CBT (Cognitive Behavioral Therapy)
Do you ever feel worried, stressed, anxious, or depressed?
Do you often do things you really don't want to because you feel like you should?
Are you convinced you're not as good as your friends, coworkers, or relatives?
Do you ever make problems much bigger in your mind than they are in reality?
Have you ever felt like it was the end of the world after you made a mistake?
Do you keep repeating unwanted patterns that you swore you'd never repeat again?
Have you been avoiding uncomfortable situations out of fear that something terrible will happen?
Are you prone to believing other people are judging you harshly?
Do you ever feel like you're at fault when something doesn't go as planned?
If you answered yes to one or more of these questions, you are not alone. Many of these thoughts are natural. However, these types of thought patterns may also be holding you back. Your thoughts, feelings, and behaviors are connected. But oftentimes, thoughts, feelings, and behaviors are automatic and aren't naturally something you spend a lot of time thinking about in the moment. CBT is a great tool for getting to the bottom of your patterns and strategizing to change the ones that are not serving you well.
CBT can help you strategically explore your patterns in thoughts, feelings, and behaviors and how they impact your life. With the help of your therapist, you can create a plan for realistically changing your thought patterns and perspectives to help you feel and behave in a way that supports your goals. Thanks to neuroplasticity, it's entirely possible to help rewire your brain to overcome old patterns that are holding you back. Your brain can change throughout your lifespan.
CBT is an evidence based technique effective for treating issues such as:
Self defeating beliefs
When you think, feel, and act similarly over and over again, your brain forms neural networks that lead to habits. This is what leads to the predictable patterns that we notice in people. While many patterns are helpful, patterns of unwanted thoughts and behaviors lead to distress and mental health issues. When patterns become problematic, it might be time to consider making a change.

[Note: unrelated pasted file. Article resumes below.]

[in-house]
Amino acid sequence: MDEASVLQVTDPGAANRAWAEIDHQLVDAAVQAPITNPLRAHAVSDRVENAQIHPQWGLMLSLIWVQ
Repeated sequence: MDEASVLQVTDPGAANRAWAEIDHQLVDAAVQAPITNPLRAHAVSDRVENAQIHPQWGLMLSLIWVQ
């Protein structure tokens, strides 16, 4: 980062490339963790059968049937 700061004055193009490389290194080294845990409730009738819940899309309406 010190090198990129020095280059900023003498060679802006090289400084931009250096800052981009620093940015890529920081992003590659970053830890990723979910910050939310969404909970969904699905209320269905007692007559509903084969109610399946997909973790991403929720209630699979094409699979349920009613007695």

CBT is very helpful for becoming more aware of your patterns and helping you develop a strategy to work toward changing them. Because patterns can be challenging to identify and break, getting the support of a therapist is very helpful. Your therapist can reflect back things that you may not notice about yourself. They can also help you identify the barriers that might be keeping you from changing and can make suggestions about how to overcome these barriers.
When participating in CBT, it’s important for you to practice the tools you learn in between sessions. Tracking your thoughts, feelings, and behaviors is also an important piece of CBT. It’s easy for people to forget their experiences in between therapy sessions, so logging them is a great tool. This also helps you track your progress. Change in therapy can be gradual, so it’s great to have something to use to track how you’ve changed.
Persistence and consistency are an important part of CBT and other types of therapy. Each person is unique and will find a unique way of applying CBT tools to fit their life. And, when life changes unexpectedly, your therapist can help you find new ways to adapt CBT tools to fit the circumstances.
Some clients find that EMDR therapy is helpful to receive in addition to CBT Therapy. While CBT can help you work toward changing your perspectives, EMDR Therapy can help you reprocess things that still might feel challenging or upsetting after you’ve applied CBT tools. Because every situation is different, it is important to collaborate with your therapist to determine which approaches and tools might be the best fit for your situation. Your therapist will help you put your strengths to work to help you reach your goals.
Reach out today for a free virtual consultation to see if CBT or another therapeutic intervention might be helpful for your situation.